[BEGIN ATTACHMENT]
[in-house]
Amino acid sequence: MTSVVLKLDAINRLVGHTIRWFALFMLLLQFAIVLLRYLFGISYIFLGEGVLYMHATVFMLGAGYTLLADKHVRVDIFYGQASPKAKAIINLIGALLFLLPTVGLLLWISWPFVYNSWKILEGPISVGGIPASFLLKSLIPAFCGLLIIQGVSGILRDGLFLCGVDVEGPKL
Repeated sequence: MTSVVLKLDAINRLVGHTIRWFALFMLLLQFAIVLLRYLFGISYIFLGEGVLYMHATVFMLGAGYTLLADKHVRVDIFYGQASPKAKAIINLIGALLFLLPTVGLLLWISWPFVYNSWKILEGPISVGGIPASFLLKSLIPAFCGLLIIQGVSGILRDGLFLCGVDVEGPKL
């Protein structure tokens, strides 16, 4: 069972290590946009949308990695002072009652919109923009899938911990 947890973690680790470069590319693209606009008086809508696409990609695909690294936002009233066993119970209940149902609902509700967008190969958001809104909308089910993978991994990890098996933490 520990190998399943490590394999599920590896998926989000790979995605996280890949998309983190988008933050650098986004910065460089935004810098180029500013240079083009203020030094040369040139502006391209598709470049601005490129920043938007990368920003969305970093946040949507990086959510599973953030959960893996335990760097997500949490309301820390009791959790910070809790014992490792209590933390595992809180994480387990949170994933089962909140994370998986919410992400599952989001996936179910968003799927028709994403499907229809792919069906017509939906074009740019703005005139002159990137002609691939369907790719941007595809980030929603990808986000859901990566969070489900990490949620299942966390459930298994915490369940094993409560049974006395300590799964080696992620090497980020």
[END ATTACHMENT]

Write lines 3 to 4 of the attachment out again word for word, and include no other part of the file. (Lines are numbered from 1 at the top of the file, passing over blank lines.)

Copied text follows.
Repeated sequence: MTSVVLKLDAINRLVGHTIRWFALFMLLLQFAIVLLRYLFGISYIFLGEGVLYMHATVFMLGAGYTLLADKHVRVDIFYGQASPKAKAIINLIGALLFLLPTVGLLLWISWPFVYNSWKILEGPISVGGIPASFLLKSLIPAFCGLLIIQGVSGILRDGLFLCGVDVEGPKL
């Protein structure tokens, strides 16, 4: 069972290590946009949308990695002072009652919109923009899938911990 947890973690680790470069590319693209606009008086809508696409990609695909690294936002009233066993119970209940149902609902509700967008190969958001809104909308089910993978991994990890098996933490 520990190998399943490590394999599920590896998926989000790979995605996280890949998309983190988008933050650098986004910065460089935004810098180029500013240079083009203020030094040369040139502006391209598709470049601005490129920043938007990368920003969305970093946040949507990086959510599973953030959960893996335990760097997500949490309301820390009791959790910070809790014992490792209590933390595992809180994480387990949170994933089962909140994370998986919410992400599952989001996936179910968003799927028709994403499907229809792919069906017509939906074009740019703005005139002159990137002609691939369907790719941007595809980030929603990808986000859901990566969070489900990490949620299942966390459930298994915490369940094993409560049974006395300590799964080696992620090497980020």